ALEXANDER OBERLIN MACKELLAR was born on December 29th, 1845, at Berbice, New Amsterdam, British Guiana. He was a posthumous child; his father who was a missionary having died of yellow fever six months before his birth. At the age of six months, he was brought to England, and lived with an uncle who looked after his early training until the age of ten. He was educated at Silcott’s Grammar School and Owen’s College, Manchester. His medical school was at Owen’s College and the Royal Infirmary, Manchester; but he also studied at Queen’s College, Belfast; University College, London; Paris; and Vienna. He took the diplomas of L.S.A. and M.R.C.S. Eng in 1867, and graduated as M.D. and M.Ch., Royal University of Ireland in 1869.
After some time spent in travel he served in 1868-9 as medical officer in charge of military and naval invalids from China, East Indies, Mauritius, and the Cape. He served as ambulance surgeon in the Franco-Prussian war of 1870-1. It was there he met the late Sir William MacCormac, and formed a friendship which had a very important bearing on his future career. He was present at Metz, Sedan, Coulmier, Orleans, etc. At the close of the war he was selected by Surgeon-General Langenbeck to accompany him on his tour of official inspection of the military hospitals throughout Germany and the parts of France occupied by the German troops. For the important services he rendered he was made a Knight of the Military Order of Merit of Bavaria.
In February 1872, he was appointed Senior Resident Medical Officer to the Royal Free Hospital. In 1873, having taken the Fellowship of the College of Surgeons of England, he was elected Resident Assistant Surgeon at St. Thomas’s Hospital, which post he held until February, 1876, when he was elected Assistant Surgeon. He acted as Surgeon-in-Chief of the English Ambulance during the Turco-Servian War of 1876, being present at nearly all the important general actions of that campaign. For this service he was made a Knight of the Gold Cross of Takovo. In the next year he had further opportunities of adding to his already extensive experience of military surgery, for he acted as consulting surgeon to the 5th ambulance of the Red Crescent, operating in Plevna and on Plevna lines. He was made a Knight of the Order of Medjidieh in connexion with this war. His courage and intrepidity in attending to the wounded excited the admiration of all those who worked along with him. The late Mr. Archibald Forbes graphically describes his fearlessness. One day a fragment of a shell came through the roof of the room and narrowly missed him as he was operating. He turned round, and saying that was a close shave, went steadily on with his operation as if nothing had happened.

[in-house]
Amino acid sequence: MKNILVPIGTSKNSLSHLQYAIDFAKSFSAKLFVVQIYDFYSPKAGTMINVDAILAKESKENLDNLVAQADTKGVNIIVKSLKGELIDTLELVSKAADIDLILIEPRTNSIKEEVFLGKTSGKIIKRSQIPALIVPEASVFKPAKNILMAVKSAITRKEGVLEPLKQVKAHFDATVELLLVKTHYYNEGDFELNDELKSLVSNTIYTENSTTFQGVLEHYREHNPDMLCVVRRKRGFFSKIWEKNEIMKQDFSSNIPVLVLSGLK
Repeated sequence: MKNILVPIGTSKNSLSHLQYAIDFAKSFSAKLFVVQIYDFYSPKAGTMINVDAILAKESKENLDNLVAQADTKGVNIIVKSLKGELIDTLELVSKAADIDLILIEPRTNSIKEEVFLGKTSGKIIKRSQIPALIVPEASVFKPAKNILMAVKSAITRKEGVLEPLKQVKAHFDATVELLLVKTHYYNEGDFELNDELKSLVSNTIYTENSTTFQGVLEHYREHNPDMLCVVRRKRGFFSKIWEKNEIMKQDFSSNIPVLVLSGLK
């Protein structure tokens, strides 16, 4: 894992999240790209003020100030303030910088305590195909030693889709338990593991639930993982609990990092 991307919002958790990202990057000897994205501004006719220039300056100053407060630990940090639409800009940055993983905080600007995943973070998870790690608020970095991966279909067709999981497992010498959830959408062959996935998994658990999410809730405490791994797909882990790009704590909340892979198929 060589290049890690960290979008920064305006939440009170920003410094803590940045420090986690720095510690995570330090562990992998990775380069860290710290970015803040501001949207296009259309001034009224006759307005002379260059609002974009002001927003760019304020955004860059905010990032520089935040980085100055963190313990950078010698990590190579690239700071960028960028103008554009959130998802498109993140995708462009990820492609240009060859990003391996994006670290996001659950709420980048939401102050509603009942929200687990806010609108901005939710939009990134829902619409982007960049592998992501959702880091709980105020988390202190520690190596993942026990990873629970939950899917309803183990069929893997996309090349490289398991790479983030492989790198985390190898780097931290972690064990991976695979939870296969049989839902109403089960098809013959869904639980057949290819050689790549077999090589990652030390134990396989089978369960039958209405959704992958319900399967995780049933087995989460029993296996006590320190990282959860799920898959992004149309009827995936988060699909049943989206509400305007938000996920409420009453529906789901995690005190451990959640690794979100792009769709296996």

Mackellar’s promotion at St. Thomas’s was exceptionally rapid. At the age of 41 he became full Surgeon, and when 48 he was Senior Surgeon on the staff. He held the post of Lecturer on Practical Surgery and Teacher of Operative Surgery for twenty-two years, and for many years was Lecturer on Forensic Medicine. He was an excellent teacher and a skilful operator. He was Examiner in Surgery and Clinical Surgery in the University of Glasgow. In 1885 he succeeded Mr. Timothy Holmes as Surgeon-in-Chief to the Metropolitan Police, which appointment he continued to hold at the time of his death. He threw himself heart and soul into the work of this post. The esteem in which he was held at Scotland Yard is shown by the following memorandum which the Chief Commissioner has issued concerning his death: